The long and winding road to Pittsburgh - Technical.ly

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Aug. 14, 2017 12:39 pm

The long and winding road to Pittsburgh

Connecting Johnstown to Pittsburgh will take some creative transportation solutions. But who's leading the drive?

Route 22 is one of the roads connecting Johnstown to Pittsburgh.

(Photo by Ron Shawley)

This story is part of Grow PA, a reported series on economic development across 10 Pennsylvania counties underwritten by the Chamber of Commerce for Greater Philadelphia. Sign up for our weekly curated email here.
Donald Bonk, an economic development consultant and Johnstown native, makes the drive from Johnstown to Allegheny County at least twice a week.

During a recent trip, he spoke about what he sees as one of the biggest obstacles to revitalization for Cambria County: The lack of transportation options to Pittsburgh.

“We had a meeting with [County Executive] Rich Fitzgerald, and the things most important to him are jobs and workforce development for Allegheny County,” said Bonk. “But he recognizes the need for regional thinking.”

Bonk, who owns Good Future Innovations, is also an economic development consultant at Carnegie Mellon University. He knows both Johnstown and Pittsburgh well, and thinks each would benefit from being better connected one another.

But it’s not clear whether there’s strong enough motivation to get buses or trains running between the two biggest cities in Western Pennsylvania.

“It won’t be an easy road.”

Driving from Johnstown to Pittsburgh is a bit too long for most people to make it a daily commute. If you take the turnpike, it’s about an hour and 40 minutes; on more rural Route 22, about an hour and a half.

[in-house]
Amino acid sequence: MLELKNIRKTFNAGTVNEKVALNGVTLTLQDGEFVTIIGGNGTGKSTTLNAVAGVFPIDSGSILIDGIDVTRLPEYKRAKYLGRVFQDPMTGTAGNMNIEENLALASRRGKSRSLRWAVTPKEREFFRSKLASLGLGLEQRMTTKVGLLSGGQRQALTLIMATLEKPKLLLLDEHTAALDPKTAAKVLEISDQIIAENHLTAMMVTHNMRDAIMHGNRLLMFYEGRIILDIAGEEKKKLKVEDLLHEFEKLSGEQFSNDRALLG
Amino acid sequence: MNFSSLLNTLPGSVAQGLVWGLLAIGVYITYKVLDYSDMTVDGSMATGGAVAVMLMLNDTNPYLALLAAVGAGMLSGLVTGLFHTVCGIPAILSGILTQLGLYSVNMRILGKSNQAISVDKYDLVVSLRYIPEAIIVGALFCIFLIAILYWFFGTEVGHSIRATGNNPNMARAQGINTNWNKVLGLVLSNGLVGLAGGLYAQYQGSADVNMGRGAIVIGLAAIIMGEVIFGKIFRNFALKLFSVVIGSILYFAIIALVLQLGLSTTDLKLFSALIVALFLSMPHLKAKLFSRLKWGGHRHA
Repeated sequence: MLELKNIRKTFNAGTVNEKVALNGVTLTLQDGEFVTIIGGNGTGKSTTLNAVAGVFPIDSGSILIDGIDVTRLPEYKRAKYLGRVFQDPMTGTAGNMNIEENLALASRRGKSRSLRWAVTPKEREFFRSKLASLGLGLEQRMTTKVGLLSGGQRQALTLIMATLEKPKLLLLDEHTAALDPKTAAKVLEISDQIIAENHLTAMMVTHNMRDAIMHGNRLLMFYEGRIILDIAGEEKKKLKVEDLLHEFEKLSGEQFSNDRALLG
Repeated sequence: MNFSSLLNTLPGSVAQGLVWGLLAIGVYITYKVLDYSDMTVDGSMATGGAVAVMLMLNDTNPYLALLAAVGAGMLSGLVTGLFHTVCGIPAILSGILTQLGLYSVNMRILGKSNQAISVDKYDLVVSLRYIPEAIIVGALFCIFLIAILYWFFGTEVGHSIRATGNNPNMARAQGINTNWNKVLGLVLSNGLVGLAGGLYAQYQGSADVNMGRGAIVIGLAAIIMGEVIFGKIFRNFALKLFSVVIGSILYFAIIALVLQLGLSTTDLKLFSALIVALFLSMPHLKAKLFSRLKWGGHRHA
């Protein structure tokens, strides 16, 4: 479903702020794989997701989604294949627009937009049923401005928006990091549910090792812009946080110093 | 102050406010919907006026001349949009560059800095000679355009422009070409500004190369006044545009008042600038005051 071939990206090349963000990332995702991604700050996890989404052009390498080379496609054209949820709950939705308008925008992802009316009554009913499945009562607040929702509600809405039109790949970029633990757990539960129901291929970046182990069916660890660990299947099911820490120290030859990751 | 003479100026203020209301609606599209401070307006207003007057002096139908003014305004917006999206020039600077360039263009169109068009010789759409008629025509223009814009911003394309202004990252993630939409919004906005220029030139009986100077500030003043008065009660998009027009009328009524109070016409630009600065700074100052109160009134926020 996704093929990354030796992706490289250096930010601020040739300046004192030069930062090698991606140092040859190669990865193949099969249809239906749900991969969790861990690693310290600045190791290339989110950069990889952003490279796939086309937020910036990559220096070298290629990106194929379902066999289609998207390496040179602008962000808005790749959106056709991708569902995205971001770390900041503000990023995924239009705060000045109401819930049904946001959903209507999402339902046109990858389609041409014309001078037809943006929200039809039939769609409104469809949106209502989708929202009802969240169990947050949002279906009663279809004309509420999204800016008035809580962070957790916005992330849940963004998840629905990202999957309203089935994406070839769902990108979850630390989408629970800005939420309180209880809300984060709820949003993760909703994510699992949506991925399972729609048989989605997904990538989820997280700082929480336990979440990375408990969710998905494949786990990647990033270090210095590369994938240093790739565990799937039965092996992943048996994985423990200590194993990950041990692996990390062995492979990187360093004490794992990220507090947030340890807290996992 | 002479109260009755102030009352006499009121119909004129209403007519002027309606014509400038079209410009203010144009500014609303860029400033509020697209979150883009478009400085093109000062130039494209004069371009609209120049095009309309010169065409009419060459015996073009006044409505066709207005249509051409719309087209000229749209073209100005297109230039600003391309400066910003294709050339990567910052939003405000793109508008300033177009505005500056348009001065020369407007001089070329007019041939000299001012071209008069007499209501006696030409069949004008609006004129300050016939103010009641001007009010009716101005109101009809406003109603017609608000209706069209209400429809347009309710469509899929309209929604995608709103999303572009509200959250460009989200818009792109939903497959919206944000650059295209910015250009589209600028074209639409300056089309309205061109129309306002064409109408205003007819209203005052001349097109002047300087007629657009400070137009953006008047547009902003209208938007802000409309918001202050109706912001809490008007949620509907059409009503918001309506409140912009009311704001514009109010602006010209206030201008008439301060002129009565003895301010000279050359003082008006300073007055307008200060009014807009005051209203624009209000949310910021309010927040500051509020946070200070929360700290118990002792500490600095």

The current non-car options for making the trip are less than optimal for business travel, Bonk said. Amtrak’s Pennsylvanian train, the singular and most convenient option for full-day commuters, leaves Pittsburgh at 7:30 a.m., arrives in Johnstown at 9:30 a.m and makes the return trip to Pittsburgh at 6:30 p.m.

Bonk isn’t satisfied.

“What’s amazing to us is that from Philadelphia to Harrisburg, there are a dozen trains a day,” Bonk said. “The ability, or lack of ability, to get back and forth creates a lot of frustration.”

Bonk says Allegheny County officials have been receptive to the idea of some kind of regional transit between Johnstown and Pittsburgh, but there are numerous obstacles aside from the distance itself.

Norfolk Southern owns the right of way for commodities along the train route the Pennsylvanian travels.

“Even if the money and all these other issues came together perfectly, there would still be all the issues to work out with them,” Bonk said.

But he sees a better route as a potential boon for communities like Altoona, Greensburg and Latrobe, not just Johnstown.

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“Realistically there is a lot of money involved in approvals that are in the hands of private businesses,” he admitted. “It won’t be an easy road, no matter what happens.”